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http://dx.doi.org/10.1002/lt.25899DOI Listing
February 2021

Prone Positioning during Venovenous Extracorporeal Membrane Oxygenation in Acute Respiratory Distress Syndrome. A Multicenter Cohort Study and Propensity-matched Analysis.

Ann Am Thorac Soc 2021 03;18(3):495-501

Dipartimento di Anestesia, Terapia Intensive, e Emergenza, Fondazione Istituto di Ricovero e Cura a Carattere Scientifico Ca' Granda Ospedale Maggiore Policlinico, Milan, Italy.

Prone positioning reduces mortality in patients with severe acute respiratory distress syndrome (ARDS). To date, no evidence supports the use of prone positioning (PP) during venovenous extracorporeal oxygenation (ECMO). The aim of the study was to assess the feasibility, safety, and effect on oxygenation and lung mechanics of PP during ECMO. As a secondary exploratory aim, we assessed the association between PP and hospital mortality. We performed a multicenter retrospective cohort study in six Italian ECMO centers, including patients managed with PP during ECMO support (prone group; four centers) and patients managed in the supine position (control group; two centers). Physiological variables were analyzed at four time points (supine before PP, start of PP, end of PP, and supine after PP). The association between PP and hospital mortality was assessed by multivariate analysis and propensity score-matching. A total of 240 patients were included, with 107 in the prone group and 133 in the supine group. The median duration of the 326 pronation cycles was 15 (12-18) hours. Minor reversible complications were reported in 6% of PP maneuvers. PP improved oxygenation and reduced intrapulmonary shunt. Unadjusted hospital mortality was lower in the prone group (34 vs. 50%;  = 0.017). After adjusting for covariates, PP remained significantly associated with a reduction of hospital mortality (odds ratio, 0.50; 95% confidence interval, 0.29-0.87). Sixty-six propensity score-matched patients were identified in each group. In this matched sample, patients who underwent pronation had higher ECMO duration (16 vs. 10 d;  = 0.0344) but lower hospital mortality (30% vs. 53%;  = 0.0241). PP during ECMO improved oxygenation and was associated with a reduction of hospital mortality.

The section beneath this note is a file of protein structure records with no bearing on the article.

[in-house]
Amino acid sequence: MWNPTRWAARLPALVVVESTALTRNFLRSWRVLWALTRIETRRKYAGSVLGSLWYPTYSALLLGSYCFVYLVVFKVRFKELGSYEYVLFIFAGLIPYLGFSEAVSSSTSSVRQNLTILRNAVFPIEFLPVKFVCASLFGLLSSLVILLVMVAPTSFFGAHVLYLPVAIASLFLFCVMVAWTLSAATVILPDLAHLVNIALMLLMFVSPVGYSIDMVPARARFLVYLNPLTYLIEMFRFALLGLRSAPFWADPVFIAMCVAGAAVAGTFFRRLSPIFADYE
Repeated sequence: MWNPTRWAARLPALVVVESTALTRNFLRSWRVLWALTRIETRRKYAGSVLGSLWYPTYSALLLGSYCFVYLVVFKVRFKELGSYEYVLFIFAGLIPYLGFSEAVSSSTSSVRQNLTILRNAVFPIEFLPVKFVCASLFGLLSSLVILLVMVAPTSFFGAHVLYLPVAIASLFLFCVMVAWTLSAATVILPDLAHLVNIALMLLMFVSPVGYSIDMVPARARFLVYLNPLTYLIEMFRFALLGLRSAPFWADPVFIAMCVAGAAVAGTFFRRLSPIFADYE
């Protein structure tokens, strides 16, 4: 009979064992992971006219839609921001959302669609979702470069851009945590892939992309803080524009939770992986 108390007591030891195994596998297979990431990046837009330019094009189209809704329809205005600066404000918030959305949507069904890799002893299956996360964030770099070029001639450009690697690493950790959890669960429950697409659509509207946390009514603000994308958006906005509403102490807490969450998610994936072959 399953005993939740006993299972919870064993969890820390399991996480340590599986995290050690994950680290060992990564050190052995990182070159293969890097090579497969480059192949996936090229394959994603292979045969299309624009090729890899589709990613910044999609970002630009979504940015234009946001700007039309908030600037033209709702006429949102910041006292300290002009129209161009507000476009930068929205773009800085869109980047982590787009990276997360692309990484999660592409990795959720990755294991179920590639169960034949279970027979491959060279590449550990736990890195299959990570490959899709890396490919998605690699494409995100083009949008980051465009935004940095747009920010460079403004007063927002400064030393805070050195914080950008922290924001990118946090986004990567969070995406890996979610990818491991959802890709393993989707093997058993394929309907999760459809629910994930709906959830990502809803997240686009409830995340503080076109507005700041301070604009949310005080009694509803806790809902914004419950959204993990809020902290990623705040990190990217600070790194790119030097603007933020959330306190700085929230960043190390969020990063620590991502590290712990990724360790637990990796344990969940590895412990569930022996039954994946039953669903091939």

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http://dx.doi.org/10.1513/AnnalsATS.202006-625OCDOI Listing
March 2021

Pathophysiology of COVID-19-associated acute respiratory distress syndrome: a multicentre prospective observational study.

Lancet Respir Med 2020 12 27;8(12):1201-1208. Epub 2020 Aug 27.

Dipartimento di Scienze Mediche e Chirurgiche, Anesthesia and Intensive Care Medicine, Policlinico di Sant'Orsola, Alma Mater Studiorum-Università di Bologna, Bologna, Italy. Electronic address:

Background: Patients with COVID-19 can develop acute respiratory distress syndrome (ARDS), which is associated with high mortality. The aim of this study was to examine the functional and morphological features of COVID-19-associated ARDS and to compare these with the characteristics of ARDS unrelated to COVID-19.

Methods: This prospective observational study was done at seven hospitals in Italy. We enrolled consecutive, mechanically ventilated patients with laboratory-confirmed COVID-19 and who met Berlin criteria for ARDS, who were admitted to the intensive care unit (ICU) between March 9 and March 22, 2020. All patients were sedated, paralysed, and ventilated in volume-control mode with standard ICU ventilators. Static respiratory system compliance, the ratio of partial pressure of arterial oxygen to fractional concentration of oxygen in inspired air, ventilatory ratio (a surrogate of dead space), and D-dimer concentrations were measured within 24 h of ICU admission. Lung CT scans and CT angiograms were done when clinically indicated. A dataset for ARDS unrelated to COVID-19 was created from previous ARDS studies. Survival to day 28 was assessed.